Archive for February 25th, 2009
Steven Bell had an interesting post over at the DBL Blog asking "Does UX Still Matter in Tough Economic Times." He looks at Starbucks as an example. I have to wonder about that example because, if one looks at the company, at the end of the day Starbucks is simply the case of a company that got away from their user experience. They tried to be a lot of different things to different people, and they lost their way. That, at least based on studies and tests, their coffee gets beaten by the likes of McDonald's and Dunkin Donuts certainly sends the wrong message. Starbucks, as I understand it, grew on the basis of providing a unique exclusive coffee experience where baristas would actually make your luxurious coffee right then and there. Once the company started doing things like using a push button machine instead of a more traditional espresso machine, it was down hill from there. I mean, the kid at Mickey D's can push a button just as well as the guy at Starbucks. I mean, there is a reason why no Starbucks barista has ever won at the barista world competitions, as this story from the NYT points out.Then came the breakfast sandwiches to compete with Dunkin Donuts, sandwiches which were pretty much panned and then Starbucks got rid of them to stem the bleeding. The point is not to slam Starbucks. The point is that their woes, while partially due to the economy, are mostly due because they got away from their core user experience. Once their cheaper competition was able to offer something comparable, Starbucks lost what made them unique. Why would I pay $4-$6 for a decent cup of coffee when I can get it for less at the Dunkin Donuts or Mickey D's? In the interest of disclosure, I will say that I don't get my coffee at either Starbucks or the fast food joints. I prefer to make my own at home. If I buy coffee to drink then and there, I prefer to go to some local place where I know an actual barista will put some work on making a special drink.
The point eventually is to ask if UX (user experience, for those who may wonder) is relevant to libraries. I would say the answer is yes, and I would say we can very easily fall victim to the mistakes Starbucks has made that they are now paying for dearly. And given the tight economy, and the fact that funding for libraries is shrinking at abysmal rates at a time when we need libraries the most, a good service experience will probably make some difference. Notice I say some difference. You can have the greatest service experience, but if you still lack materials and resources inside your pretty building with the very helpful staff, you will end up on the losing end. Yes, you have to provide a good experience, but you also need to have a good product. For libraries, that is pretty much the dual need: good service and items people want. We can leave the "want or need" debate for another time. The reason I say that is because news are often filled with the feel-good stories about libraries providing free books, A/V, computers, etc. for their patrons, like this story out of the Boston Globe or this one from MSNBC (via Libraries and Life). That is all nice and dandy but you have to have the products (good books in good condition, A/V that people actually want to check out and watch, so on. This could be a separate rant, but I will restrain myself). So, is UX relevant? Yes, but being nice alone is not going to do it. Much like Starbucks now trying to sell instant coffee. Instant? Really? Maybe they need to get back to basics and concentrate on what they once did well: creating a good experience around a good cup of coffee. And maybe some libraries need to get back to basics as well instead of worrying over the frills. Just a thought.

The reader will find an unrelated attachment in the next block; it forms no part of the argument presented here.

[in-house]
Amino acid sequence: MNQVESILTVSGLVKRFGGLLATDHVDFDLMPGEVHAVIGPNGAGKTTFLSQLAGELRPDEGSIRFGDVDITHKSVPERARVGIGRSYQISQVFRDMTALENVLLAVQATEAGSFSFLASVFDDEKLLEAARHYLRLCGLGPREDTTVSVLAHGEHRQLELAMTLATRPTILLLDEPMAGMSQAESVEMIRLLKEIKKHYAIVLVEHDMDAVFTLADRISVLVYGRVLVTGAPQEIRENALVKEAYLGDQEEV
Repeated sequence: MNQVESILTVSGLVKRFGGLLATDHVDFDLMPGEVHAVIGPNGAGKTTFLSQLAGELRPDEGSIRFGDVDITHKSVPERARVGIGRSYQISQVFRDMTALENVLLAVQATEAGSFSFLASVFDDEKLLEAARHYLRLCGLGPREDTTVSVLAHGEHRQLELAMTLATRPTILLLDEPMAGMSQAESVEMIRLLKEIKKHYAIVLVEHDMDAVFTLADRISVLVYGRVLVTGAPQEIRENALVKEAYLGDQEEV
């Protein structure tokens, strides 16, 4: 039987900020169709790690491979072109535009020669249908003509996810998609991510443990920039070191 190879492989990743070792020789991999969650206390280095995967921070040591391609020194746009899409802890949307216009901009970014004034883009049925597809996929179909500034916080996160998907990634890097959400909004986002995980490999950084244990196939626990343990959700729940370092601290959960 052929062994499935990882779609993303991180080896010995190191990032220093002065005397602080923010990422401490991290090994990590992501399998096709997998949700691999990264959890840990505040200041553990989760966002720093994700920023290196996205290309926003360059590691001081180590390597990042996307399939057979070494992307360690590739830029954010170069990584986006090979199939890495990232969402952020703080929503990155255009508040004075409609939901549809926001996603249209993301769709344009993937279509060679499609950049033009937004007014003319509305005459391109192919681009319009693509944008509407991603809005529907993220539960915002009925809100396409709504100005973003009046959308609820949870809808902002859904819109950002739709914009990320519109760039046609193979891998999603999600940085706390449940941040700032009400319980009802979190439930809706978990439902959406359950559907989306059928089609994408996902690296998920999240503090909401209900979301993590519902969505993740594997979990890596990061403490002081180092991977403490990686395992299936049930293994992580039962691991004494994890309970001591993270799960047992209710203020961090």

There is a lot of doomsaying going on about getting an advanced degree and being able to get a job. This is especially applicable to humanities degrees, but it could be applicable to even the MLS degree given the abysmal job market (which ALA pretty much choose to ignore in favor of promoting people going to library school job or no job).
Here are two sample articles, which I may use to expand into some kind of essay/post later:
- From AlterNet, "Is a GED More Valuable Than a PhD?" From the article, this is pretty much common knowledge, or it should be common knowledge by now: "The demand for humanities PhDs has long been tight — for four decades, the number of jobs requiring them hasn’t kept pace with the number of people earning them. But by all indications, recent university hiring freezes and evaporating grant money have reduced the world’s most elite degree to junk-bond status."
- Inside Higher Ed featured a piece on the "Relative Advantages of Associate Degrees and Certificates."
I will tell folks this much: when I hear someone planning to go to graduate school for a humanities degree, I pretty much cringe. Unless they are willing to work outside of academia, and likely work outside their subject, their odds of getting a good job in their subject are next to none. In other words, pursue if it is your passion, and you know and accept you need to get a job that will actually pay the bills. And even then, you may be better off not doing it. I know things need to change, but I am not sure how at this point. Something to ponder.